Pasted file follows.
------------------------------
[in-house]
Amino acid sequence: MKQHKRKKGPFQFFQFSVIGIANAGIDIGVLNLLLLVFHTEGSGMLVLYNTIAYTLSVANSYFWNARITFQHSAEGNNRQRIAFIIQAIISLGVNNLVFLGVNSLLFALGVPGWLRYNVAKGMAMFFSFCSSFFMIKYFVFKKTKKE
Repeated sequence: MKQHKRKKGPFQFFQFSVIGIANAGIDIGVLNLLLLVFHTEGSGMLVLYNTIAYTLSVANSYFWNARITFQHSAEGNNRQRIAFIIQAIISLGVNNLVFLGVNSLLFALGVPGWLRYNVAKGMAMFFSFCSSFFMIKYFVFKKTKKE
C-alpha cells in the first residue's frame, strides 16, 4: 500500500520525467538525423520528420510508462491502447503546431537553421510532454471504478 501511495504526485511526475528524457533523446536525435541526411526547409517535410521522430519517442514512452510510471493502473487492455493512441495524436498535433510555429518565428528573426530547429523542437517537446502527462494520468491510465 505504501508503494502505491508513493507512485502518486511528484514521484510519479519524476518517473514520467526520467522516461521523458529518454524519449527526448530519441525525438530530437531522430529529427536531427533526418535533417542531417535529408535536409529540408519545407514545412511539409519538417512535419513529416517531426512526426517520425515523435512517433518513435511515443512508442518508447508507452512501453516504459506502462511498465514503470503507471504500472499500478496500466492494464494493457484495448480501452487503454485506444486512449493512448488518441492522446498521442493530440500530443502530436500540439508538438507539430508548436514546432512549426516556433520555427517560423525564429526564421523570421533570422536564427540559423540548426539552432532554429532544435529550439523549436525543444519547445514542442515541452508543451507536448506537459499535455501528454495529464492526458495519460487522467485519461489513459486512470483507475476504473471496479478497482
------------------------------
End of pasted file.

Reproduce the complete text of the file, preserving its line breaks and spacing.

[in-house]
Amino acid sequence: MKQHKRKKGPFQFFQFSVIGIANAGIDIGVLNLLLLVFHTEGSGMLVLYNTIAYTLSVANSYFWNARITFQHSAEGNNRQRIAFIIQAIISLGVNNLVFLGVNSLLFALGVPGWLRYNVAKGMAMFFSFCSSFFMIKYFVFKKTKKE
Repeated sequence: MKQHKRKKGPFQFFQFSVIGIANAGIDIGVLNLLLLVFHTEGSGMLVLYNTIAYTLSVANSYFWNARITFQHSAEGNNRQRIAFIIQAIISLGVNNLVFLGVNSLLFALGVPGWLRYNVAKGMAMFFSFCSSFFMIKYFVFKKTKKE
C-alpha cells in the first residue's frame, strides 16, 4: 500500500520525467538525423520528420510508462491502447503546431537553421510532454471504478 501511495504526485511526475528524457533523446536525435541526411526547409517535410521522430519517442514512452510510471493502473487492455493512441495524436498535433510555429518565428528573426530547429523542437517537446502527462494520468491510465 505504501508503494502505491508513493507512485502518486511528484514521484510519479519524476518517473514520467526520467522516461521523458529518454524519449527526448530519441525525438530530437531522430529529427536531427533526418535533417542531417535529408535536409529540408519545407514545412511539409519538417512535419513529416517531426512526426517520425515523435512517433518513435511515443512508442518508447508507452512501453516504459506502462511498465514503470503507471504500472499500478496500466492494464494493457484495448480501452487503454485506444486512449493512448488518441492522446498521442493530440500530443502530436500540439508538438507539430508548436514546432512549426516556433520555427517560423525564429526564421523570421533570422536564427540559423540548426539552432532554429532544435529550439523549436525543444519547445514542442515541452508543451507536448506537459499535455501528454495529464492526458495519460487522467485519461489513459486512470483507475476504473471496479478497482